His Eminence was scheduled to visit one such parish in Texas a few years ago, and a friend of mine was in charge of his travel arrangements. Speaking with Law's secretary, my friend was informed crisply, "The Cardinal travels first class." Appropriate arrangements were made for His Eminence then—and rest assured, are being made now, across the Atlantic. 

Law being Law, it's fair to speculate that his first thought as he made the rounds at the Vatican was of himself. Meeting with the Pontiff for the cameras was necessary, of course. But the handful of no-name cardinals who run the Church were just as important to consult, to nail down certain matters for Law: How would he live after resigning? What position could they assure him?

And the most important question: If indicted in Boston, how much protection could the Pope guarantee? Would Law, for example, be provided one of the apartments within the ultra-safe confines of the Vatican city-state itself?

Apparently satisfied with the answers, His Eminence precipitated the earthquake felt in every jittery chancery office on either side of the Atlantic, resigning not only as Cardinal Archbishop of Boston—which he made a center of influence at least as significant as Cardinal Richard Cushing's in his Camelot-era heyday—but in the event, Samson-like, surrendering all his power for something resembling immediate gratification.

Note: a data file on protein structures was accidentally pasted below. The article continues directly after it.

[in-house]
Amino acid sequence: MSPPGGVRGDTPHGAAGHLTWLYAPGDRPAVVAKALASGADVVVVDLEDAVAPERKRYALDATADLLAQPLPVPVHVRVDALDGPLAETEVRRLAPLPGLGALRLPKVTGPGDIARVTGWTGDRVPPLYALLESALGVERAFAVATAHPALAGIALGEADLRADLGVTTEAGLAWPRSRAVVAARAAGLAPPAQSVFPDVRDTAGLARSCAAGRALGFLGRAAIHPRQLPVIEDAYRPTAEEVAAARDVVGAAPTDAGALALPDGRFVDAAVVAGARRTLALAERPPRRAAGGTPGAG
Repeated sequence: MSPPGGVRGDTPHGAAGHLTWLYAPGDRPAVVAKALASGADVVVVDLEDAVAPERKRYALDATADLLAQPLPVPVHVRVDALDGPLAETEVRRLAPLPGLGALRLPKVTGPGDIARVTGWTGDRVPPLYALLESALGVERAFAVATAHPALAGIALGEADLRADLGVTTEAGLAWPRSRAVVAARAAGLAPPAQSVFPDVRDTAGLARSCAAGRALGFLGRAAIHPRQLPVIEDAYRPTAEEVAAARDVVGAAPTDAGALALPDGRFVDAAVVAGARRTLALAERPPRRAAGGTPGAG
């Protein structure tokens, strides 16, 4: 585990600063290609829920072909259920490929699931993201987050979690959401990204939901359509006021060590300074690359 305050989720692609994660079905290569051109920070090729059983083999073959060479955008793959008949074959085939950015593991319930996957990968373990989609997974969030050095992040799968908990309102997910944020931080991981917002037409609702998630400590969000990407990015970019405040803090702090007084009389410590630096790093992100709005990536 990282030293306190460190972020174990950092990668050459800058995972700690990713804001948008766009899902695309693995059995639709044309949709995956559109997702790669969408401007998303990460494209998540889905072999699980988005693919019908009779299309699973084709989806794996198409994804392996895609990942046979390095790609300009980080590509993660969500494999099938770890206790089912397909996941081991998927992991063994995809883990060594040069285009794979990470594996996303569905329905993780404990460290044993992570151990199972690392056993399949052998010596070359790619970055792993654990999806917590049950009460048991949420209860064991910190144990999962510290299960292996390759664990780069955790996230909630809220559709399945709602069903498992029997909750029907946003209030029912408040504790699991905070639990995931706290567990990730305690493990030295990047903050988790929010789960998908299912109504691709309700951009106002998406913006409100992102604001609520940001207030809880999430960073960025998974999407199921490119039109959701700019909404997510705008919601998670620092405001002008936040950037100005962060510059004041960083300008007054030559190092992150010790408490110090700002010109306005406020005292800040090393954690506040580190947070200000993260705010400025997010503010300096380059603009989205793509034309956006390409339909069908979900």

All that remains in his arsenal is Law's vote in the next conclave.

And it is precisely the next conclave that the Boston archbishop has re-shaped - in ways he did not intend.

What was once an open seat, so to speak, with any number of contenders, has become an Italian's to lose once again. But with so many Euro-American hides on the line, this time, unlike 1978, they probably won't lose it.

Eight to ten percent of the votes for the next pope will likely be American. Law himself, once a paragon of Catholic civil rights advocacy, might well have cast his for a black. Ditto the center-left Cardinal Mahony—and any number of conservatives to whom Nigeria's genially definite Cardinal Arinze appeals, almost viscerally.

But no American cardinal whose job is (suddenly) in jeopardy could risk voting for an African or Latin American candidate. A safe Italian with a soothing track record is now the only way to go. Italians are practiced at waiting out storms, regally confident in their use of supreme authority, and loyal to those who give it to them (unless threatened by same).